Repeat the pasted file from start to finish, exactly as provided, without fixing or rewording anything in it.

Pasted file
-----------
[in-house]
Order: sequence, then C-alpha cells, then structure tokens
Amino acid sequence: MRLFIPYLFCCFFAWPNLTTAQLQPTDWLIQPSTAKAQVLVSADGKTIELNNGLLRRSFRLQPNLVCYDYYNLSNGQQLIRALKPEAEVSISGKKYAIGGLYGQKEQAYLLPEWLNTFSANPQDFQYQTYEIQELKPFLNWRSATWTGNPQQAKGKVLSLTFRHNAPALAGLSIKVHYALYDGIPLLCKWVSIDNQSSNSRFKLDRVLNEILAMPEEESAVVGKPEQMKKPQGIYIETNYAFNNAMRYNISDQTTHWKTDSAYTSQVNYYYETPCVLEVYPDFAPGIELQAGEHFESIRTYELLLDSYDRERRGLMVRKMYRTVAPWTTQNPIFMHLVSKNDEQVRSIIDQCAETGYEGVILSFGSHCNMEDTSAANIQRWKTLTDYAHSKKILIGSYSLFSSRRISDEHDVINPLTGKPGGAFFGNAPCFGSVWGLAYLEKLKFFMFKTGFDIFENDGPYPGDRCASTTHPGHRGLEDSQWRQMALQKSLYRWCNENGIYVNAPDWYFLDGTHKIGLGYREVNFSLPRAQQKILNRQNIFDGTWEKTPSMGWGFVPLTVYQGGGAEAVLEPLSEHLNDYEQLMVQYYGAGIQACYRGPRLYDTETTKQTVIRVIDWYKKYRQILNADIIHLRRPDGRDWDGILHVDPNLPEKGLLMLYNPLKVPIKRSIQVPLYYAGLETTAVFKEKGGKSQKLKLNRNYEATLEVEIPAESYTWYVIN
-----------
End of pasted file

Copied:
[in-house]
Order: sequence, then C-alpha cells, then structure tokens
Amino acid sequence: MRLFIPYLFCCFFAWPNLTTAQLQPTDWLIQPSTAKAQVLVSADGKTIELNNGLLRRSFRLQPNLVCYDYYNLSNGQQLIRALKPEAEVSISGKKYAIGGLYGQKEQAYLLPEWLNTFSANPQDFQYQTYEIQELKPFLNWRSATWTGNPQQAKGKVLSLTFRHNAPALAGLSIKVHYALYDGIPLLCKWVSIDNQSSNSRFKLDRVLNEILAMPEEESAVVGKPEQMKKPQGIYIETNYAFNNAMRYNISDQTTHWKTDSAYTSQVNYYYETPCVLEVYPDFAPGIELQAGEHFESIRTYELLLDSYDRERRGLMVRKMYRTVAPWTTQNPIFMHLVSKNDEQVRSIIDQCAETGYEGVILSFGSHCNMEDTSAANIQRWKTLTDYAHSKKILIGSYSLFSSRRISDEHDVINPLTGKPGGAFFGNAPCFGSVWGLAYLEKLKFFMFKTGFDIFENDGPYPGDRCASTTHPGHRGLEDSQWRQMALQKSLYRWCNENGIYVNAPDWYFLDGTHKIGLGYREVNFSLPRAQQKILNRQNIFDGTWEKTPSMGWGFVPLTVYQGGGAEAVLEPLSEHLNDYEQLMVQYYGAGIQACYRGPRLYDTETTKQTVIRVIDWYKKYRQILNADIIHLRRPDGRDWDGILHVDPNLPEKGLLMLYNPLKVPIKRSIQVPLYYAGLETTAVFKEKGGKSQKLKLNRNYEATLEVEIPAESYTWYVIN